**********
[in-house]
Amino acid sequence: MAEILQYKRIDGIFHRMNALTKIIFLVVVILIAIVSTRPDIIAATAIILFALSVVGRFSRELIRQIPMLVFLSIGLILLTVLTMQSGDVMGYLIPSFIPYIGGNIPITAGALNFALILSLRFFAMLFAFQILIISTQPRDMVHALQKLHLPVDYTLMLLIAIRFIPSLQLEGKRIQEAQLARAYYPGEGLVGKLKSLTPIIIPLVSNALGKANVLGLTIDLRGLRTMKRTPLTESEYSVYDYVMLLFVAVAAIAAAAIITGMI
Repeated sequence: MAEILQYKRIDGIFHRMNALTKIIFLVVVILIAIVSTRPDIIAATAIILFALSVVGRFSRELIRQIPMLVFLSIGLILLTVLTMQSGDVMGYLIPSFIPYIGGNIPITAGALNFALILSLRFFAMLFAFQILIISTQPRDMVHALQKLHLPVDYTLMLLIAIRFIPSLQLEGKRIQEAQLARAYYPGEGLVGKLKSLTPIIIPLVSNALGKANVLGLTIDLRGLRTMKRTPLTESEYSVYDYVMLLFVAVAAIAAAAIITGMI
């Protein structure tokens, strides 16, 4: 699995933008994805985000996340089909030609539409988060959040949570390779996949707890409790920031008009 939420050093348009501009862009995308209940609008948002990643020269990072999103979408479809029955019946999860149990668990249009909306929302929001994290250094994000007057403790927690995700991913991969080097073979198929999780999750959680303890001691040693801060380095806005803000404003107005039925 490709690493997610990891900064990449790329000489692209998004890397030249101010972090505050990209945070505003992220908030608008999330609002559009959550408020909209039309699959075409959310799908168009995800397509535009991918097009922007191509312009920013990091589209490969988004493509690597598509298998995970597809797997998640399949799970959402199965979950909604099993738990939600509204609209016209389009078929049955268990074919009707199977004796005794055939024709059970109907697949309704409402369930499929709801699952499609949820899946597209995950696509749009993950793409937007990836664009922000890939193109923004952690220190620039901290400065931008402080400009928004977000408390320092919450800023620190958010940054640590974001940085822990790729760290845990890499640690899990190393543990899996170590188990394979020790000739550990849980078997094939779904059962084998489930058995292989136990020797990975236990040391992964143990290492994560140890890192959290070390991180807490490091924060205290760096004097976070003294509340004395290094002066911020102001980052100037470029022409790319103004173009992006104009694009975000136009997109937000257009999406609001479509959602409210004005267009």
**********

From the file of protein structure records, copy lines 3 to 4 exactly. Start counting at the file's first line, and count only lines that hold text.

Repeated sequence: MAEILQYKRIDGIFHRMNALTKIIFLVVVILIAIVSTRPDIIAATAIILFALSVVGRFSRELIRQIPMLVFLSIGLILLTVLTMQSGDVMGYLIPSFIPYIGGNIPITAGALNFALILSLRFFAMLFAFQILIISTQPRDMVHALQKLHLPVDYTLMLLIAIRFIPSLQLEGKRIQEAQLARAYYPGEGLVGKLKSLTPIIIPLVSNALGKANVLGLTIDLRGLRTMKRTPLTESEYSVYDYVMLLFVAVAAIAAAAIITGMI
């Protein structure tokens, strides 16, 4: 699995933008994805985000996340089909030609539409988060959040949570390779996949707890409790920031008009 939420050093348009501009862009995308209940609008948002990643020269990072999103979408479809029955019946999860149990668990249009909306929302929001994290250094994000007057403790927690995700991913991969080097073979198929999780999750959680303890001691040693801060380095806005803000404003107005039925 490709690493997610990891900064990449790329000489692209998004890397030249101010972090505050990209945070505003992220908030608008999330609002559009959550408020909209039309699959075409959310799908168009995800397509535009991918097009922007191509312009920013990091589209490969988004493509690597598509298998995970597809797997998640399949799970959402199965979950909604099993738990939600509204609209016209389009078929049955268990074919009707199977004796005794055939024709059970109907697949309704409402369930499929709801699952499609949820899946597209995950696509749009993950793409937007990836664009922000890939193109923004952690220190620039901290400065931008402080400009928004977000408390320092919450800023620190958010940054640590974001940085822990790729760290845990890499640690899990190393543990899996170590188990394979020790000739550990849980078997094939779904059962084998489930058995292989136990020797990975236990040391992964143990290492994560140890890192959290070390991180807490490091924060205290760096004097976070003294509340004395290094002066911020102001980052100037470029022409790319103004173009992006104009694009975000136009997109937000257009999406609001479509959602409210004005267009």